3 things we learned from Atlétic’s victory in the derby over Real Madrid

Atlético Madrid welcomed very different Real Madrid to the red-and-white part of town on Sunday night, though they did so without much talk of an “honor guard” for the recently crowned LaLiga champions.

Instead, the Athletes did their conversation on the field and secured a 1-0 victory, the first Derbi Madrileño to be hosted by five-year-old Wanda Metropolitano. It came thanks to a VAR awarded penalty, converted by Yannick Carrasco.

Here are three things we learned from the derby:

Real Madrid did not care for this match

Yes, Atlético won the first Madrileño Derby since 2016, but this was a Derby by name only. Andriy Lunin, Jesús Vallejo and Luka Jović are not players at the level needed for such an important match.

The media fully expected Carlo Ancelotti to make changes to his team after 120 minutes against Manchester City in the middle of the week, but those rotations exceeded what was expected.

Photo by Jose Breton / Pics Action / NurPhoto via Getty Images

Karim Benzema was expected to start in all of Madrid’s major sports news on Sunday morning, but he didn’t. In fact, only three of Real Madrid’s starting lineup would make up Ancelotti’s strongest XI: Toni Kroos, Casemiro and Éder Militão. None of them passed 90 minutes.

Real Madrid have already won the LaLiga in this match. Not just one eye, but both of their eyes are now on Paris. Derby or not. As Euan McTear wrote his column for Madrid Management, “No matter how pointless this competition was, it was still a derby, so (initial XI) it was a bit of a shock.”

With all that was in the game for the Athletes, knowing in what danger a place among the top four could come if three points were not secured, only a win would be an acceptable result for the Colchoneros.

The Derby Madrileña win is always sweet for Atlético fans, but this time it seemed like a derby against Castilla, more than one against Real Madrid.

The athlete was lucky that he did not pay for the missed opportunities

Sixteen shots, 2.45 xG, but only one goal from the penalty spot.

This is the same old story we hear over and over again from Atlético Madrid – don’t take any chances.

How often have we seen this scenario before? Atlético dominates but fails to seize their chances and end up with a disappointing result? Equally, for the other side, how many times have we seen Real Madrid play outside the park, only to turn their one or two chances and return home to the Bernabéu with all three points?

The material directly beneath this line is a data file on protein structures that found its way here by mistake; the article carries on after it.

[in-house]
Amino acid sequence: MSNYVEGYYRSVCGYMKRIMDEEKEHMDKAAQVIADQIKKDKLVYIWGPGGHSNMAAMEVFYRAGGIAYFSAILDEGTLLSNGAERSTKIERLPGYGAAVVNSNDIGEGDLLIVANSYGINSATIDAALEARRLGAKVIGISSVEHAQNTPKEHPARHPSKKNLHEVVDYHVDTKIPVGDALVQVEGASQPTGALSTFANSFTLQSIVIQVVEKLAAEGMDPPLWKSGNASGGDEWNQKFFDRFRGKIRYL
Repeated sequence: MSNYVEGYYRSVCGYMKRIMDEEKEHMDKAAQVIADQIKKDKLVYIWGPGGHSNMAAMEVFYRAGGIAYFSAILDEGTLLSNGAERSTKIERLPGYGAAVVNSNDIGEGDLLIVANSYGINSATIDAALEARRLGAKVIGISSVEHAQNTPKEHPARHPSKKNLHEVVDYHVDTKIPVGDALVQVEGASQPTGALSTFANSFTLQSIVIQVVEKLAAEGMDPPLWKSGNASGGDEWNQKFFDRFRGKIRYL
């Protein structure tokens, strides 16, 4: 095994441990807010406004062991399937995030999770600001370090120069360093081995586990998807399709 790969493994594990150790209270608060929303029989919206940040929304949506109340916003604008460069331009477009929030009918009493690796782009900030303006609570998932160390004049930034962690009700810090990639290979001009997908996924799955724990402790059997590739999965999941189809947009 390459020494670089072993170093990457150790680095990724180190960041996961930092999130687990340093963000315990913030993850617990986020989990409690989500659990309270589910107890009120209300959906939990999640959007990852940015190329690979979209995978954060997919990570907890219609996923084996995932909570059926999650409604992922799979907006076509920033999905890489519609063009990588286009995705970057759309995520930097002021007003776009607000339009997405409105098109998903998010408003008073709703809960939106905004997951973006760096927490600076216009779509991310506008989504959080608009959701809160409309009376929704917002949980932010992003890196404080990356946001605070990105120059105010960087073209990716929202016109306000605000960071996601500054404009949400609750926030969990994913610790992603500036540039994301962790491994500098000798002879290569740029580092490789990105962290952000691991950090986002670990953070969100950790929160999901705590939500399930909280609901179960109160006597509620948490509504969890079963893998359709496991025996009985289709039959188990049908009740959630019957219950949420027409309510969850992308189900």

Had Benzema passed off the bench, this equalizer could have ended quite differently. With 1.14 xG forcing Jan Oblak to six saves, Sunday was one of those moments where the Slovenian had to be one of Atletico’s best players, despite his team playing on the front foot for most of the game.

Club Atletico de Madrid vs. Real Madrid CF - La Liga Santander

Photo by Rubéna de la Fuente Péreza / NurPhoto via Getty Images

It’s been 308 minutes since Atlético last scored in an open game. In the last seven games of Atletico, only one goal was scored in the open game. It’s a combination like João Félix, Antoine Griezmann, Luis Suárez, Ángel Corree, Matheus Cunha, Giuliano Simeone, Yannick Carrasco, Renano Lodi and Marcos Llorente, all in attacking positions at one time or another during that series.

The positive in this case, unlike some recent games, is that Atlético created opportunities. The athletes last recorded more than 16 shots in one game Champions League match against Milan at San Siro last September.

Reason for optimism gives us the opportunity to create opportunities from the middle of the field, where Geoffrey Kondogbia dominated, and Koke for a while looked much more influential and creative than he is. But the Athletes will always be limited and will continue to steal results with a bit of luck, until he adds another clinical killer to his attack.

We need to talk about Antoine

This point could be linked to the previous one, as the club’s big signing for a long-term solution for the striker position was a failure. Since joining the loan from football club BarcelonaAntoine Griezmann had more hairstyles than league goals.

Griezmann won his doubts in some respects. He works hard for the team. He will accept to play a deeper role because the coach is looking for him. He is not an ego-driven prima donna. He did everything necessary to re-fit into the club in terms of his image, attitude and reputation.

But what disappointed him was something he could hardly think of when he rejoined the club in August. Is he good enough? A goal every 580 minutes would suggest it isn’t.

Arriving at half-time for Ángelo Corre on Sunday, it made sense that Griezmann’s experience and cunning would lead him to revolve around Vallejo. Its finish needed to be a step up in quality in order for Lunin to really be tested. He failed on both fronts. Chances came to Griezmann, but in his two best chances he fired far from the goal.

There were eerie similarities with Luis Suárez earlier this season as we saw signs of Uruguay’s aging. The chances of Griezmann burying his eyes closed just a year or two ago are now growing.

This leaves Atlético Madrid in a dilemma. It is understood that he will remain on loan next season, but then a permanent decision on the transfer must be made. About a player who will turn 32 by the summer of 2023. A star in the pale, beyond his best, with huge salaries. Is he really the man around whom Atlético wants to build his future? Diego Simeone may say yes, but it is up to others at the club to provide opposition if his blind faith wants to stick to Griezmann.

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